Ghosn’s income under-reporting ‘may reach $71 million’

This file photo taken on September 15, 2017 shows Renault-Nissan chairman and CEO Carlos Ghosn gesturing as he addresses a press conference in Paris. (File/AFP)
Updated 23 November 2018

Ghosn’s income under-reporting ‘may reach $71 million’

  • The Brazil-born tycoon is now reportedly set to face a new charge from prosecutors
  • Prosecutors arrested Ghosn, accusing him of understating his income

TOKYO: Nissan’s disgraced former chairman Carlos Ghosn under-reported his income by a total of $71 million — much more than initially suspected — Japanese media reported Friday.
The Brazil-born tycoon is now reportedly set to face a new charge from prosecutors, after he was sacked as Nissan chairman Thursday to top a spectacular fall from grace for the once-revered boss whose fall has stunned the business world.
Prosecutors arrested Ghosn Monday, accusing him and fellow executive Greg Kelly of understating the former chairman’s income by around five billion yen ($44 million) between June 2011 and June 2015.
But Ghosn is now suspected of under-reporting his income by another three billion yen for the following three fiscal years, the Asahi Shimbun and the Nikkei business daily reported.
Prosecutors are now planing to re-arrest him on charges of understating his income by a total of eight billion yen ($71 million) since June 2011, the Asahi said.
Immediate confirmation of the reports was not available.
Under Japanese law, suspects in jail can face additional arrest warrants, which can impose heavier charges.
Ghosn is also suspected of failing to report a profit of four billion yen through stock appreciation rights — a method for firms to give management a bonus on strong earnings, the Nikkei said.
Separately, the Kyodo news agency has reported that Nissan had paid $100,000 a year since 2002 to Ghosn’s sister who had no record of doing advisory work for the group.
Deputy chief prosecutor Shin Kukimoto said the Ghosn case is “one of the most serious types of crime” under Japan’s Financial Instruments Act, and Ghosn could face a 10-year prison sentence.
His ouster is an astonishing turnaround for a titan of the auto sector who revived the Japanese brand and forged an alliance with France’s Renault as well as domestic rival Mitsubishi Motors.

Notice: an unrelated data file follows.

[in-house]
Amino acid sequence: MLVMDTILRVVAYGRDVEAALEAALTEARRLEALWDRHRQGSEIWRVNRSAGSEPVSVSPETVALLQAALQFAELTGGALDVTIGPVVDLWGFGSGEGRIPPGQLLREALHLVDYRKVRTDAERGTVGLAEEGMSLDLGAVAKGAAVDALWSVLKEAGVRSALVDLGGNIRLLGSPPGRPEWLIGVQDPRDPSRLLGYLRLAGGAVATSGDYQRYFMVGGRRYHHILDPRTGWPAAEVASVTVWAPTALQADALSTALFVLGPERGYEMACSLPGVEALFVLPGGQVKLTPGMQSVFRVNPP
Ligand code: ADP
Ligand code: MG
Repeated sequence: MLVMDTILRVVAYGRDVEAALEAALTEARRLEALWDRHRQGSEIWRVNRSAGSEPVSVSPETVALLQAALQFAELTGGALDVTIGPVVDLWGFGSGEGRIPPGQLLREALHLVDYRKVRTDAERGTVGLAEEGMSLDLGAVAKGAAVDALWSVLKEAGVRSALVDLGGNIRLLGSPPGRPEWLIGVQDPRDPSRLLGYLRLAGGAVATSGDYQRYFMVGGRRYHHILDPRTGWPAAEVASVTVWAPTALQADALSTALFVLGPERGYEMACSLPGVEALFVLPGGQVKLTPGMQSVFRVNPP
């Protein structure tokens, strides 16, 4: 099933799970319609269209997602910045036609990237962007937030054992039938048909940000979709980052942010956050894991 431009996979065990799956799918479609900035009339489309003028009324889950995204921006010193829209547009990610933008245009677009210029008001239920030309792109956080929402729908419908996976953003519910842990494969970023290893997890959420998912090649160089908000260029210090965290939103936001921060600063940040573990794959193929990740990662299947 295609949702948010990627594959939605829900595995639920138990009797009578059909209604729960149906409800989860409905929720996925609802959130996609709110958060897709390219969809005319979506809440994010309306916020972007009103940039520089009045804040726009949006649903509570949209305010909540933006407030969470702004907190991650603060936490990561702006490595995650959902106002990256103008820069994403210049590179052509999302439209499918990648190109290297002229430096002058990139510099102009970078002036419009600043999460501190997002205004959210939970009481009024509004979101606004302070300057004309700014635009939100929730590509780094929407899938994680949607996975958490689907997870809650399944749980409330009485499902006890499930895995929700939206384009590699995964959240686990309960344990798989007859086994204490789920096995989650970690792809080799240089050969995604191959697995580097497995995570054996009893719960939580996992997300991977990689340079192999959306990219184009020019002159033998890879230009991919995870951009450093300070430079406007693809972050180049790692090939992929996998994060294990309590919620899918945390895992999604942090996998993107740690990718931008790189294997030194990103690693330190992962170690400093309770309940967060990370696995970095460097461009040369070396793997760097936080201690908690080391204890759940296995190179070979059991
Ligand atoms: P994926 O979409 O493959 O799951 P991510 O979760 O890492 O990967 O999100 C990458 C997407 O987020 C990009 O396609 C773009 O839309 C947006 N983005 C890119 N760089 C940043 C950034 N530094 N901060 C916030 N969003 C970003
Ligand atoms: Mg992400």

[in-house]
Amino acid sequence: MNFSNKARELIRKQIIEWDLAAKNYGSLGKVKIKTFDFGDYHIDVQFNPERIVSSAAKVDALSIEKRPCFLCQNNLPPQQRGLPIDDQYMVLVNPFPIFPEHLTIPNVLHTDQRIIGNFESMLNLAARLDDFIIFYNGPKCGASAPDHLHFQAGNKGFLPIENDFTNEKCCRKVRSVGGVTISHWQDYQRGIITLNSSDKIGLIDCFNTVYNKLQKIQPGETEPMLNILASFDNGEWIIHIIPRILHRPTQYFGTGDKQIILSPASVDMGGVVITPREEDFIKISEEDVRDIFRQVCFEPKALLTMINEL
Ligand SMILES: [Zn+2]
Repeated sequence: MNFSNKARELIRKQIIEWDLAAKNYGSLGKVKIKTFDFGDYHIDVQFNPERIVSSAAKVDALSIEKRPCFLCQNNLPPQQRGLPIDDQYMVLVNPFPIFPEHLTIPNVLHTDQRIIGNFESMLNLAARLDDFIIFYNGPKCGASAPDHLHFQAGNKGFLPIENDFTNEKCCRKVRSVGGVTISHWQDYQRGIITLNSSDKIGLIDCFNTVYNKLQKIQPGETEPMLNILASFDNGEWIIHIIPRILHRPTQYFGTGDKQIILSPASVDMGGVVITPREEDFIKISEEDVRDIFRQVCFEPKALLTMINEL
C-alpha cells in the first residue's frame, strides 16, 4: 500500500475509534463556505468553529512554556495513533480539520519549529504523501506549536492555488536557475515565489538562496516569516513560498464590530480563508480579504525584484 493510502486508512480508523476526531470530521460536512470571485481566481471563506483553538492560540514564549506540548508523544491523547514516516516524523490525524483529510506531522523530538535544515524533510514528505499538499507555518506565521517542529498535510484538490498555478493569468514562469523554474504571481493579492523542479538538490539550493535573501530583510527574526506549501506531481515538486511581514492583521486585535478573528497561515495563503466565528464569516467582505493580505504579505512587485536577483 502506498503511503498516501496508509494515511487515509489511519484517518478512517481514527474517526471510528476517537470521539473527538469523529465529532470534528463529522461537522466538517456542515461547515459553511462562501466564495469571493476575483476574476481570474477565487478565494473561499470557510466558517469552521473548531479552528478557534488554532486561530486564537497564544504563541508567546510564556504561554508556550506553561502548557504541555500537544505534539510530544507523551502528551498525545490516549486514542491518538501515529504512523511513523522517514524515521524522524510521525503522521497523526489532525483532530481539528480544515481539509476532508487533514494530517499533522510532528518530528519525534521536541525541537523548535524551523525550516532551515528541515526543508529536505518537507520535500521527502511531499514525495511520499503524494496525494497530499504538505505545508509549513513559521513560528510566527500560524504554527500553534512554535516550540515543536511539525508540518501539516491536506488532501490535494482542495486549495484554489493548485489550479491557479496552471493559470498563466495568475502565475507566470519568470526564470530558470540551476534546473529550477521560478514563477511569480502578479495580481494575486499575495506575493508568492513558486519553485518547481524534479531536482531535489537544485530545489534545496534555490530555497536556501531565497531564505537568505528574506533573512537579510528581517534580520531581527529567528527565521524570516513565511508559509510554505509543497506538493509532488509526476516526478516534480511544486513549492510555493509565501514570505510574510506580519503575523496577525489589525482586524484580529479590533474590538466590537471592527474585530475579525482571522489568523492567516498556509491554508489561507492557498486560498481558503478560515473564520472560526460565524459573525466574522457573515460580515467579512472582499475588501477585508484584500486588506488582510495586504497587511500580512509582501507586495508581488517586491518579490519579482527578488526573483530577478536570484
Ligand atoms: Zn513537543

The French and Japanese finance ministers reiterated their “strong support” for the alliance at a meeting in Paris on Thursday.
In a joint statement, Bruno Le Maire and Hiroshige Seko said they both wanted “to maintain this winning cooperation.”
Asked about the fate of the alliance, Seko told reporters in Paris: “It is important for people concerned to deal with it after they agree and fully understand.”


Taliban talks resume amid hopes of deal

Updated 22 August 2019

Taliban talks resume amid hopes of deal

  • The disclosure came in a context of ongoing bloodshed in Afghanistan after NATO said two US military personnel were killed Wednesday
  • Washington is hoping to strike an agreement with the Taliban by September 1 — ahead of Afghan polls due the same month

DOHA: The US and the Taliban met in Doha on Thursday, an American source close to the talks said, for potentially decisive dialogue to allow Washington to drawdown militarily in Afghanistan.
The source said the talks started around 1300 GMT — the ninth time the two foes have met face-to-face.
The disclosure came in a context of ongoing bloodshed in Afghanistan after NATO said two US military personnel were killed Wednesday, blasts rocked Jalalabad Monday, and the death toll from a weekend wedding bombing reached 80.
Washington’s top commander in Afghanistan General Scott Miller was at the talks venue, according to an AFP correspondent.
The US, which invaded Afghanistan and toppled the Taliban in 2001, wants to withdraw thousands of troops but only in return for the insurgent group renouncing Al-Qaeda and curbing attacks.
Washington is hoping to strike an agreement with the Taliban by September 1 — ahead of Afghan polls due the same month, and US presidential polls due in 2020.
Taliban lead negotiator Abbas Stanikzai told AFP Thursday that overall talks had been “going well.”
The talks are expected to focus on establishing a timeline for the US withdrawal of its more than 13,000 troops in Afghanistan.
“We’ve been there for 18 years, it’s ridiculous,” US President Donald Trump told reporters Tuesday.
“We are negotiating with the government and we are negotiating with the Taliban,” he said.
“We have good talks going and we will see what happens.”
But the thorny issues of power-sharing with the Taliban, the role of regional powers including Pakistan and India, and the fate of Afghanistan’s incumbent administration remain unresolved.
US envoy Zalmay Khalilzad sought to bolster optimism for a peace agreement last week when he said in a tweet that he hoped this is the final year that the country is at war.